We get it. It's incredibly difficult nailing down your idea. With concepts that can expand exponentially, launching your minimum viable product (MVP) is one of the ultimate tests as a founder. Through ideation, game planning, number crunching, and presenting, developing an MVP can be a long and convoluted process. If you're an early stage founder and don't know where to begin, we're highlighting the milestones you need to tackle before presenting to a potential group of investors.
With design and development costs likely surprassing your initial budget, an MVP is considered as the smallest thing that collects that most amount of information is the quickest amount of time. Eric Reis famously writes in The Lean Startup,
A Minimum Viable Product is that version of a new product which allows a team to collect the maximum amount of validated learning about customers with the least effort.
Your MVP becomes a tool in order to determine the level of user engagement, where you went right (and where you went wrong), what features need improvement, and whether there's enough market validation to prove your concept. We've met with founders who eloquently pitch their ideas, but they haven't been able to tailor their scope for their first launch. Seeking upwards of millions (!) of dollars from investors, sometimes the product roadmaps haven't been put into categories or phases. Learnings from Phase 1 may drastically alter your game plan for Phase 2. If you're looking for the best recommendations in developing your MVP, here are our top suggestions for founders:
- Nail down your problem statement. Consider the problem that you're looking to address in the market. Are you a pain killer or gain creator? It's only natural that you want your product to be THE problem fixer for all of the obstacles that you're seeing. However, each of these segmented problems may have 10 supporting features that need design and development. Look at the largest opportunity for impact. That's the problem you need to focus on within your first launch.
- You can't please the entire market. One product typically includes more than one target audience. Many products include dual or multi-tiered platforms that meet a rising market with a multiple user or customer base. As a founder, you'll likely play favoritism for the audience that has the largest use of your platform. Even if it's a 51/49 split between two targets, your feature prioritization will need to keep your audiences into consideration. Prioritize features with based on these audiences.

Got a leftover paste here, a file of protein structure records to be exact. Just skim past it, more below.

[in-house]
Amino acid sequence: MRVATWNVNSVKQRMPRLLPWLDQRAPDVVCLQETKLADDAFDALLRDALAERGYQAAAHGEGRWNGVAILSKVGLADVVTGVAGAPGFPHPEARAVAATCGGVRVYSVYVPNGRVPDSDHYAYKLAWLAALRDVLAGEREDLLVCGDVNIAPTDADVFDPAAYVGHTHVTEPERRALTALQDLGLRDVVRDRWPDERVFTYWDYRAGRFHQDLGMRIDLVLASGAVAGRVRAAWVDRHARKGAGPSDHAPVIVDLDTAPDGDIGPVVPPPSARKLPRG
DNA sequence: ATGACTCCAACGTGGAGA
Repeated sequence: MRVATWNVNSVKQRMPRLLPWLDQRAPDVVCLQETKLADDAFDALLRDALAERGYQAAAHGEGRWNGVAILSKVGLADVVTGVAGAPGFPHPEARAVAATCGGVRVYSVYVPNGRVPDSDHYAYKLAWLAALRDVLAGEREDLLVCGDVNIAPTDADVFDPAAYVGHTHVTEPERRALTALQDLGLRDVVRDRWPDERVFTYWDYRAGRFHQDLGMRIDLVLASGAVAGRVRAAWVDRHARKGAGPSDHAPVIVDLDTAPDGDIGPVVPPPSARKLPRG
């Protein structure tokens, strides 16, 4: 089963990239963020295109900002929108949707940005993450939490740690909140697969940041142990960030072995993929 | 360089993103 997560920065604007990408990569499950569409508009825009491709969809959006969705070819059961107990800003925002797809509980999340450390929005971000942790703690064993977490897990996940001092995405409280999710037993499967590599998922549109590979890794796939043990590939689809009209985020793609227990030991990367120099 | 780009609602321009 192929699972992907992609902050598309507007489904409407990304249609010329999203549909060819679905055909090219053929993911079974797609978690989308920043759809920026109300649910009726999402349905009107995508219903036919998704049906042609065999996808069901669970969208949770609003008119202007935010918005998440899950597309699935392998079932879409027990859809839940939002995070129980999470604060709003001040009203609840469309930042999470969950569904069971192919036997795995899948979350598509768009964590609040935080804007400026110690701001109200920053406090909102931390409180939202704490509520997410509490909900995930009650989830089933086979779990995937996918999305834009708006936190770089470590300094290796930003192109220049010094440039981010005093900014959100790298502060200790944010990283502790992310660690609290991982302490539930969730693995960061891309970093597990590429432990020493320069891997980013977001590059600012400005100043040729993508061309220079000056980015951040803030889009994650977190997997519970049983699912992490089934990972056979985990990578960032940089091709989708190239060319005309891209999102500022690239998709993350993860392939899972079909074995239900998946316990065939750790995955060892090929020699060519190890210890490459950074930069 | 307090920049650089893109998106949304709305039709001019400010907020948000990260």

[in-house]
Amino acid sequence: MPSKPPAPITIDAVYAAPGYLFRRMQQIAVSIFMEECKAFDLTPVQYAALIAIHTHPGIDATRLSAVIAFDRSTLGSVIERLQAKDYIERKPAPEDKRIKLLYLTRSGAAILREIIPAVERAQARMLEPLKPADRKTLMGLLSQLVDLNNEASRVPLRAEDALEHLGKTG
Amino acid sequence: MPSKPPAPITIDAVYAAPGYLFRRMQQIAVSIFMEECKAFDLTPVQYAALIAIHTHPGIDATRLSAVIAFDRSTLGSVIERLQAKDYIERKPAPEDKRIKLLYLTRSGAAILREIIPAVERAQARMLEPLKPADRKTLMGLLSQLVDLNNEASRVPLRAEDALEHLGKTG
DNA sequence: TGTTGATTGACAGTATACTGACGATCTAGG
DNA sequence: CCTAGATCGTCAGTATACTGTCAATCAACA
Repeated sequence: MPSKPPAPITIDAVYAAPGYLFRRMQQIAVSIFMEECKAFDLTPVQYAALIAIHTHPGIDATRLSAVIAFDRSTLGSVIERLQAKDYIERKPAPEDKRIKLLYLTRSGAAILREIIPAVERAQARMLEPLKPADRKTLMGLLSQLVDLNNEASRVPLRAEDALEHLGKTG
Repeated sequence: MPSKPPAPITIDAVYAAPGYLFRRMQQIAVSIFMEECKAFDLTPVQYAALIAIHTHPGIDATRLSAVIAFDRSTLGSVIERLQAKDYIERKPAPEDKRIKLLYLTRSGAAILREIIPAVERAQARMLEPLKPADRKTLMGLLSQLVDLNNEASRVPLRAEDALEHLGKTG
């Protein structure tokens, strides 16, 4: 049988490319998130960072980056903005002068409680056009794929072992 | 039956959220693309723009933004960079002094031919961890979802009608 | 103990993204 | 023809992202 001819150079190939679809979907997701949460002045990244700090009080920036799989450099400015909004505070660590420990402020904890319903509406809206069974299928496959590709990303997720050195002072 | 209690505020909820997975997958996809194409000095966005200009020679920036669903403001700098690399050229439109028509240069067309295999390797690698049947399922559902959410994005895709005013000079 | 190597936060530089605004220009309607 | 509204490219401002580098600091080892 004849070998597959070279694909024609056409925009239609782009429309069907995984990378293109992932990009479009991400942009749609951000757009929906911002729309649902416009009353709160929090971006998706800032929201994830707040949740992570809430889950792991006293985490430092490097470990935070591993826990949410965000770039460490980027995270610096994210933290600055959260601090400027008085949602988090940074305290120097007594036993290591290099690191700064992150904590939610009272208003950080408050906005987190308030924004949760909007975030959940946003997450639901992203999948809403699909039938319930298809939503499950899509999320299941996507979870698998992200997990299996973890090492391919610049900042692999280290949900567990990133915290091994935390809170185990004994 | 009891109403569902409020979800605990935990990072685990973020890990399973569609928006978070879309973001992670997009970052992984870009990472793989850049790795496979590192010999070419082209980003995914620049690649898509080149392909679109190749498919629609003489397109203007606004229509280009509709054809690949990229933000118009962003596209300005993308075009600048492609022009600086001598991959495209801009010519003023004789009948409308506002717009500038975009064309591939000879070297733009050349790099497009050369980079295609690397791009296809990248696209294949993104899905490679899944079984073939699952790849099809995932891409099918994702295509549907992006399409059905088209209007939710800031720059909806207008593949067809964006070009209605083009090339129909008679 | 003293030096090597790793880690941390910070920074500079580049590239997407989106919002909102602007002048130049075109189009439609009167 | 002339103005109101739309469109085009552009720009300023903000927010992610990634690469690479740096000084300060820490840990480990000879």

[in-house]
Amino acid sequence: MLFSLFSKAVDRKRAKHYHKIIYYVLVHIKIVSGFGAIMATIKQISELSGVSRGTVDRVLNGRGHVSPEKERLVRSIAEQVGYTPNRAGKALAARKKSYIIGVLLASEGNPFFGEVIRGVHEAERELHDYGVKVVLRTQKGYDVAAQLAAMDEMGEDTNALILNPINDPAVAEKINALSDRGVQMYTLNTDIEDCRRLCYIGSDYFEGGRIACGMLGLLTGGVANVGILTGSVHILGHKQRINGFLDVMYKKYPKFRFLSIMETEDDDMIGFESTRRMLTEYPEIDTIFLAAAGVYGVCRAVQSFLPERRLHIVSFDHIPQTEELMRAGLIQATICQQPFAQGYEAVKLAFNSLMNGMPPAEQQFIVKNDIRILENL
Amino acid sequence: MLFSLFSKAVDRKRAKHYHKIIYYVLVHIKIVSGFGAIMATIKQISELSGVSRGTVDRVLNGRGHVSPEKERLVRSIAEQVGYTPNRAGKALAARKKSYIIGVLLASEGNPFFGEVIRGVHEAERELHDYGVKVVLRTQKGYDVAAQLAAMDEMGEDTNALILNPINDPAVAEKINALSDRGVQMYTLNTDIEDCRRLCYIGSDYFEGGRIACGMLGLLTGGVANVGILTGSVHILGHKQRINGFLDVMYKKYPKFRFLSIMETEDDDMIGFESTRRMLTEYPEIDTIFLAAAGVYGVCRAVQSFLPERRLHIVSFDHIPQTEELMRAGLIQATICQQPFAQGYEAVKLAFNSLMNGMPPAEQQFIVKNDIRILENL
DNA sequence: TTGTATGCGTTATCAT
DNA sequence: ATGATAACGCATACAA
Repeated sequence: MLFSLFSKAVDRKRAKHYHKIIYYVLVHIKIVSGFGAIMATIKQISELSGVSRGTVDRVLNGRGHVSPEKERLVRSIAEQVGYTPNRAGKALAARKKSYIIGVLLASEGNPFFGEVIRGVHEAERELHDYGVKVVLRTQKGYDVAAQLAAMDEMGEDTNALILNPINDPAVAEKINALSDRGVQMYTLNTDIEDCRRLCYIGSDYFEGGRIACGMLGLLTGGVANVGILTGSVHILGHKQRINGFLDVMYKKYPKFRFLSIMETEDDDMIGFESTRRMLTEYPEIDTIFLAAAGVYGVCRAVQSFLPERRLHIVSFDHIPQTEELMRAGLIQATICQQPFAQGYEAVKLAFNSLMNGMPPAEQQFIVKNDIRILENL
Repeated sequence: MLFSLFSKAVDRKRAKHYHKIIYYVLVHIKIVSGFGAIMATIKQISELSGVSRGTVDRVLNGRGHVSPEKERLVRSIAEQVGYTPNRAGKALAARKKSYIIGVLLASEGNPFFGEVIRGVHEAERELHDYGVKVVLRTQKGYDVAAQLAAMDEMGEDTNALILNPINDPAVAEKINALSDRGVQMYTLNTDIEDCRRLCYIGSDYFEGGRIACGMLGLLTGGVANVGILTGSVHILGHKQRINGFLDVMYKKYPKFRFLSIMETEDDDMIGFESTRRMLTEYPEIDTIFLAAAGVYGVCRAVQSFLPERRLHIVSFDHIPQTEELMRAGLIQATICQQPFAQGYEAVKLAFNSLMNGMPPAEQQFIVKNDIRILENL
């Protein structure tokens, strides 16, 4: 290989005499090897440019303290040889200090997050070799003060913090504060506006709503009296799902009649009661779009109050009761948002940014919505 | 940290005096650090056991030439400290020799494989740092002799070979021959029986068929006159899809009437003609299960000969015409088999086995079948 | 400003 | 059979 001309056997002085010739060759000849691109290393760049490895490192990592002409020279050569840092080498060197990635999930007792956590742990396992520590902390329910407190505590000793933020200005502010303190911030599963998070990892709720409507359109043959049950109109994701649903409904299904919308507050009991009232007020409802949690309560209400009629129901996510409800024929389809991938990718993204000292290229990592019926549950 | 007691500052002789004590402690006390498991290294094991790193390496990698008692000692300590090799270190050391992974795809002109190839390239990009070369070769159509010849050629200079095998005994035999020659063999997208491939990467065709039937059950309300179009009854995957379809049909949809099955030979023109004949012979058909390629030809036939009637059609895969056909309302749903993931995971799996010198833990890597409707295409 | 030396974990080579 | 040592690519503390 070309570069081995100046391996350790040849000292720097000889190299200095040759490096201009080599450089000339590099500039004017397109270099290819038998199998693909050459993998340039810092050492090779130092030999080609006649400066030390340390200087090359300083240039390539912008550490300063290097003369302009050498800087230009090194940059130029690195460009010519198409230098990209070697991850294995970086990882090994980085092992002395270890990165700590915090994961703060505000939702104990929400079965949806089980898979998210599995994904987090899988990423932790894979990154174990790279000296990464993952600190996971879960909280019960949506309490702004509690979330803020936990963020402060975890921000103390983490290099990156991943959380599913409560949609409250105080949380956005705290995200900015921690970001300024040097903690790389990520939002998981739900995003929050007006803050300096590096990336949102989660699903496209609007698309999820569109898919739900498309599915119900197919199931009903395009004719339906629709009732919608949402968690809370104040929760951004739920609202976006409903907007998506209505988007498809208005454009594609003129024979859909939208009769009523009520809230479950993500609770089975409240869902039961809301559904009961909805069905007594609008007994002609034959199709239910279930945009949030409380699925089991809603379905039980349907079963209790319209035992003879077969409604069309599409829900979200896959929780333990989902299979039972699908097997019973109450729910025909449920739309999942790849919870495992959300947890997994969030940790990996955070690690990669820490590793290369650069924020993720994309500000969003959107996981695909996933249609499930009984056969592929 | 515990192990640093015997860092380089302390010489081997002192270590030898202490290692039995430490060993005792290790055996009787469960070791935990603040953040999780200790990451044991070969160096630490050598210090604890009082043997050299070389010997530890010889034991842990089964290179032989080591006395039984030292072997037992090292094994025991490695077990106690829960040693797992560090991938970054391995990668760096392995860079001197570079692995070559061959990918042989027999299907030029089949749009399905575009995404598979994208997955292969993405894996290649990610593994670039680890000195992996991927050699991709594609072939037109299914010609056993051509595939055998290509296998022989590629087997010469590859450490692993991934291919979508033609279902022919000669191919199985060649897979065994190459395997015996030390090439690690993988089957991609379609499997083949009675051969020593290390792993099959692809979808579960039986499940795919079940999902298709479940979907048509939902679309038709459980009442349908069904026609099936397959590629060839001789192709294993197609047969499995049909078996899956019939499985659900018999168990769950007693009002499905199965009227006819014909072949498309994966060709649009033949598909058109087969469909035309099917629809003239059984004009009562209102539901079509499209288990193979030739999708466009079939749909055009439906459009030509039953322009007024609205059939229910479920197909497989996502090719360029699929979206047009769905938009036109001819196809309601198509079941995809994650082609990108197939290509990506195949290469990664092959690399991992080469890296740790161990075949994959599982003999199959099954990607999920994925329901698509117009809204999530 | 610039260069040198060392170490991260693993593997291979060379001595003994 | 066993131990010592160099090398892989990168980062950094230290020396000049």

- Prioritize the most valuable features. Which features help solve the pain points identified in your problem statement? What features have already been developed that can be used as reusable components? For example, are there integrations that you can use instead of building a feature from scratch? How do you minimize the risk in building features but maximize the opportunity for impact? Also consider whether a feature will become your main selling point. Will this feature help draw users? Does it help validate the market need?
- Don't complicate things. Of course we want all the bells and whistles included in the first launch. In our minds, we have the full-picture plan and this will likely become the plan for years to come. Design, development, market validation, marketing, customer service, technical review - all of these items will likely need a team, revenue stream, and budget. If you're looking to reach a market, keep things tailored to your MVP launch. You'll be able to add new features and make tweaks and changes based on your launch learnings.
- Remember to continually test and measure. You won't be able to determine whether your MVP is successful unless you have metrics to base your decisions on. Throughout the process, develop your north star indicator. What is the success metric that you're looking to achieve? Is it the number of users? Is it the engagement rate on your platform? Or perhaps the number of partnerships with peer products that are similar in audiences? Keep analyzing the product performance and maintain these records to compare. Your investors, marketers, and development team will all use these metrics to make educated decisions for your product road map.
- It's okay to change! If you ask us about a founder that we've worked with that hasn't change their product road map, you'd likely be met with glazed stares. The product development process is iterative and requires the ability to take constructive feedback to pivot and change when needed. The most successful MVP launches have been led by a founder (or team of co-founders) who have been able to make changes along the process based on learnings throughout the way.
If you're looking to launch your MVP, I'm here to help! I've helped founders nail down their MVP requirements based on their business strategy. With elevated branding, investor deck, and product mockups, I work with founders become investor ready with strategic game plan for their first launch.